For the assessment of atrophy, defined as the loss of glandular tissue, the thickness of the glandular compartment was compared with the length of the crypts, and a Sirius red stain was performed to evaluate the presence of fibrosis. The depth of the pits was used for comparison because the pits are short in the normal body mucosa, taking up about one-quarter of the total mucosal thickness, while in the antrum they are longer, taking up about one-half of the mucosal thickness. Therefore, they allow an assessment of the thinning of the mucosa. The Sirius red stain helps to distinguish between oedema and fibrosis by the dense dark red fibrillar staining of fibrous tissue. Atrophy was diagnosed when the pits were longer than the glandular compartment in the antrum and when a positive bright red basal staining was present either in the antrum or in the body in the glandular compartment with the Sirius stain.

Intestinal metaplasia and atrophy were assessed on the samples obtained before treatment and at week 4 in order to minimize sampling error. Intestinal metaplasia was diagnosed following staining with Alcian blue (pH 2.5)–periodic acid–Schiff, Alcian blue (pH 0.5) and high iron diamine, allowing a distinction to be made between complete and incomplete intestinal metaplasia. The different samples were compared and the worst appearance was used for evaluation. In addition, the effect of acid suppression on the configuration of the glands and of the lining cells in the body mucosa was assessed. The latter was defined by the presence of enlarged parietal cells and cystic dilatation of the fundic glands.18, 19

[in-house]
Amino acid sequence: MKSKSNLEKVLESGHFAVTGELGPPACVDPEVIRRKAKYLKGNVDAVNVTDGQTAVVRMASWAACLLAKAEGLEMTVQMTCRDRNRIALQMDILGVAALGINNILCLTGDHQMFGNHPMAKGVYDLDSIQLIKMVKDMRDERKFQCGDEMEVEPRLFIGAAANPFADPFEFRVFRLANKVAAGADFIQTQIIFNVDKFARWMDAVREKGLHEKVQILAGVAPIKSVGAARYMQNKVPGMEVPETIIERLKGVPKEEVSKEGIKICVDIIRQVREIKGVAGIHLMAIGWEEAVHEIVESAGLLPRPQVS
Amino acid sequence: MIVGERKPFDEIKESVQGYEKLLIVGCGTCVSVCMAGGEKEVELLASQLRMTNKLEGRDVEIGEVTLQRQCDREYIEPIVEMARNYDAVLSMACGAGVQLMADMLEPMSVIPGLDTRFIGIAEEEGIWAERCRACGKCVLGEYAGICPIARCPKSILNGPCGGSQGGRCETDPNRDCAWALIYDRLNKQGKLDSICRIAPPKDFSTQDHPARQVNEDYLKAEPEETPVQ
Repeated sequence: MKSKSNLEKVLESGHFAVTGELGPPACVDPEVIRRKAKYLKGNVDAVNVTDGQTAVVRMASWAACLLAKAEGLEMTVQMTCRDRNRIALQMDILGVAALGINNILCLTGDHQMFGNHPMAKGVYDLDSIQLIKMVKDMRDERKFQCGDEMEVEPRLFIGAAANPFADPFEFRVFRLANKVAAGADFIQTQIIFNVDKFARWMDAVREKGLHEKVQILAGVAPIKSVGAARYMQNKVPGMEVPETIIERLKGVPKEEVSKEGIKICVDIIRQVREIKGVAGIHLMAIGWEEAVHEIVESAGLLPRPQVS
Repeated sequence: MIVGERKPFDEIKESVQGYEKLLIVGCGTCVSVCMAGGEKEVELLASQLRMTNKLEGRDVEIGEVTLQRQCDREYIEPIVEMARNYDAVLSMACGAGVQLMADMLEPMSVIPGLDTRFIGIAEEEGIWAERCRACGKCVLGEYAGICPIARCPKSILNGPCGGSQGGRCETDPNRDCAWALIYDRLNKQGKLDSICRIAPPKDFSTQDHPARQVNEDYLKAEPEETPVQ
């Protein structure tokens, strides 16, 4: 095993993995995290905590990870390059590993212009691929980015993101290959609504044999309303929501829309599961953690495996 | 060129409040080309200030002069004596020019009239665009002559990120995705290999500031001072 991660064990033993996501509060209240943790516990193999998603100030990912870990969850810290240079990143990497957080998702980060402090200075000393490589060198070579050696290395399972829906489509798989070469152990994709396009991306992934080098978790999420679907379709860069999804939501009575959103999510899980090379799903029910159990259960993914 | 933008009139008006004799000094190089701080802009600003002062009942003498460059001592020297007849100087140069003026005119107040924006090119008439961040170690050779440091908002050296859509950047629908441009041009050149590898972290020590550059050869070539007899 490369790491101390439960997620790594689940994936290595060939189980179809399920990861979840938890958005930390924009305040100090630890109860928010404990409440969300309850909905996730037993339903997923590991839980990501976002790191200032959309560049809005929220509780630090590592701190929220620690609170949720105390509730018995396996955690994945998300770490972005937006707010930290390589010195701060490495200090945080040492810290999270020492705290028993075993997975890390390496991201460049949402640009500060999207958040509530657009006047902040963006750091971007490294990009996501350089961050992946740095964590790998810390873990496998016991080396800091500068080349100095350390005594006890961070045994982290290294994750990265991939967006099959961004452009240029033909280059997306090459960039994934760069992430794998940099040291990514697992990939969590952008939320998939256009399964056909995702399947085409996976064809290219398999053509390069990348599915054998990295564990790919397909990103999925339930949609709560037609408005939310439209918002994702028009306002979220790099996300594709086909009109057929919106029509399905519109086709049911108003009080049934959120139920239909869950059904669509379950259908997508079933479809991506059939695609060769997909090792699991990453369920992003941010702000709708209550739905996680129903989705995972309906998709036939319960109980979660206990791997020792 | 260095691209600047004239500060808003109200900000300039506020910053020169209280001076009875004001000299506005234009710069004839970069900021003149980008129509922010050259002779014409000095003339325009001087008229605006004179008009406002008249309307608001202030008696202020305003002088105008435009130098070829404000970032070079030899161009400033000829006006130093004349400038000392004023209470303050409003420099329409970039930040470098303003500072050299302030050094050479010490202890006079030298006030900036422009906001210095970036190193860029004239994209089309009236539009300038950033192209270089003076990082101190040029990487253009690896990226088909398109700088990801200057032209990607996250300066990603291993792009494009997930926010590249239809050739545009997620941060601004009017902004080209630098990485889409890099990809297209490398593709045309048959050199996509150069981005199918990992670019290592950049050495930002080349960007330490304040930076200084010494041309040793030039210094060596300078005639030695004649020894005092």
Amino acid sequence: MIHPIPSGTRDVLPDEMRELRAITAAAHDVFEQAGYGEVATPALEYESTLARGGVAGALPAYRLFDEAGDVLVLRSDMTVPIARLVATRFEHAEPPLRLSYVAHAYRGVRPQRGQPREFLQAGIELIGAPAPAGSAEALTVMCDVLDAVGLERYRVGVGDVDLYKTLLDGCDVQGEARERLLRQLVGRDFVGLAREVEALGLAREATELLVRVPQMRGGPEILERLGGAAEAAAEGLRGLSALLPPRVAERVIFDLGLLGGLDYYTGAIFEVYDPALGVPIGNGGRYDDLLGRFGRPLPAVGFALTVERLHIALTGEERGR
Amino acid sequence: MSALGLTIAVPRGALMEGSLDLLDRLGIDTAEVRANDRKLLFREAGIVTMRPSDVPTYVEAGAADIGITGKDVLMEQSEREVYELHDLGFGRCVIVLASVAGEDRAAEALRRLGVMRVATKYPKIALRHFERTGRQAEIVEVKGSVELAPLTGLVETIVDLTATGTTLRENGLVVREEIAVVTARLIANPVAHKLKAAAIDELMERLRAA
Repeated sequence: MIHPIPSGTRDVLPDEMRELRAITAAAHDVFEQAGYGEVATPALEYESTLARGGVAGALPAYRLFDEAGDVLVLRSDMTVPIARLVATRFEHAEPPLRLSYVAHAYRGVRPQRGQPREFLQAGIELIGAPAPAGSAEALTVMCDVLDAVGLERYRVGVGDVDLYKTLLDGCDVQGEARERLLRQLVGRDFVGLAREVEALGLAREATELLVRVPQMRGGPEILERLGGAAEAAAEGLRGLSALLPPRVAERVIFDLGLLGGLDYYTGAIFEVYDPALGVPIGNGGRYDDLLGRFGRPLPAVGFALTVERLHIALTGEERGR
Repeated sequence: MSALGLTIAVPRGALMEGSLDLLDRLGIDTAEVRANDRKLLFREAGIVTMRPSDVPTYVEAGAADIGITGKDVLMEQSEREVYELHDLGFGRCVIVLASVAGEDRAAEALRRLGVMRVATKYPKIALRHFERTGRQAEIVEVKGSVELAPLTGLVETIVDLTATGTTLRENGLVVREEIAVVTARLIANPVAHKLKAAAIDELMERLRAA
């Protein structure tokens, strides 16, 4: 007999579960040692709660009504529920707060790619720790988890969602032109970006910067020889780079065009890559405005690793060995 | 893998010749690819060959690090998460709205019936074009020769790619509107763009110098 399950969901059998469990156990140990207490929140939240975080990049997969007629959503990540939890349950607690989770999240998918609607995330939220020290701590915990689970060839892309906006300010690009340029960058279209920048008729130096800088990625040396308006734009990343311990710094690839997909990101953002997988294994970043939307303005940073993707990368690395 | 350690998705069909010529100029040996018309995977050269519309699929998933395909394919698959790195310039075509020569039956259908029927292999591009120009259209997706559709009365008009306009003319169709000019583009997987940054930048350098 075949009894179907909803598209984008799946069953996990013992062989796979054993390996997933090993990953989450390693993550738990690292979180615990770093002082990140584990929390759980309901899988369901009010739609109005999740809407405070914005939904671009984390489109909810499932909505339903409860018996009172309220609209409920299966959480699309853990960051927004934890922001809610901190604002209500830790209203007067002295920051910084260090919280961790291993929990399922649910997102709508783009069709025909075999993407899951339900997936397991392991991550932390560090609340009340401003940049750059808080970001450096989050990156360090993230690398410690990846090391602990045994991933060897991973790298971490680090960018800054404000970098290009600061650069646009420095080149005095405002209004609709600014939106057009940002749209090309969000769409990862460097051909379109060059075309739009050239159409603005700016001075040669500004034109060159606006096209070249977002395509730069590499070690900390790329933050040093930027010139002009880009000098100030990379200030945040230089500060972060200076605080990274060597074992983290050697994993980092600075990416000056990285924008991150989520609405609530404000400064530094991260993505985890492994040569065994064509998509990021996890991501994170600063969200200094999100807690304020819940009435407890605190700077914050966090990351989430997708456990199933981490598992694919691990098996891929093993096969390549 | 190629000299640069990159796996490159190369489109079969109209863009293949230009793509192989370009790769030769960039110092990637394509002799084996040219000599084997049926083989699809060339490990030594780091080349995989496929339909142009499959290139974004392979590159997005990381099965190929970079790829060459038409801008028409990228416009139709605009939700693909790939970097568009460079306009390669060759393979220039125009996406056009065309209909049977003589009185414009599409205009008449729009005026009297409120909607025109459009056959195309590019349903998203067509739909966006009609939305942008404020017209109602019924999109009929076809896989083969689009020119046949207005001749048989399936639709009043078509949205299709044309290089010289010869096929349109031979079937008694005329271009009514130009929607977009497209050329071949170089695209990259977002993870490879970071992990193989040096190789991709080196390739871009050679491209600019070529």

RESULTS

Clinical efficacy

One hundred and seventy-five patients were included in the study. One hundred and forty-eight patients completed the first year, 132 of whom were in remission. During the first year, 16 patients developed reflux oesophagitis grade I and two patients developed reflux oesophagitis grade II. The total relapse rate during the first year was 11.5% (18 of 156; 19 patients refused a final endoscopy). Ninety-seven patients continued with long-term therapy after 1 year of treatment. During the subsequent 4 years, 78 patients had one or more intervening endoscopies. Twelve relapses of reflux oesophagitis were observed in 11 patients, seven with reflux oesophagitis grade I, four with reflux oesophagitis grade II and one with reflux oesophagitis grade III. At 5 years, a final endoscopy was performed in 75 of 76 patients, with only one patient showing a relapse of reflux oesophagitis (grade I). During the second year and up to and including the fifth year, the total relapse rate was 14.1% (11 of 78), excluding two patients with a relapse at 1 year who continued study treatment (protocol violation).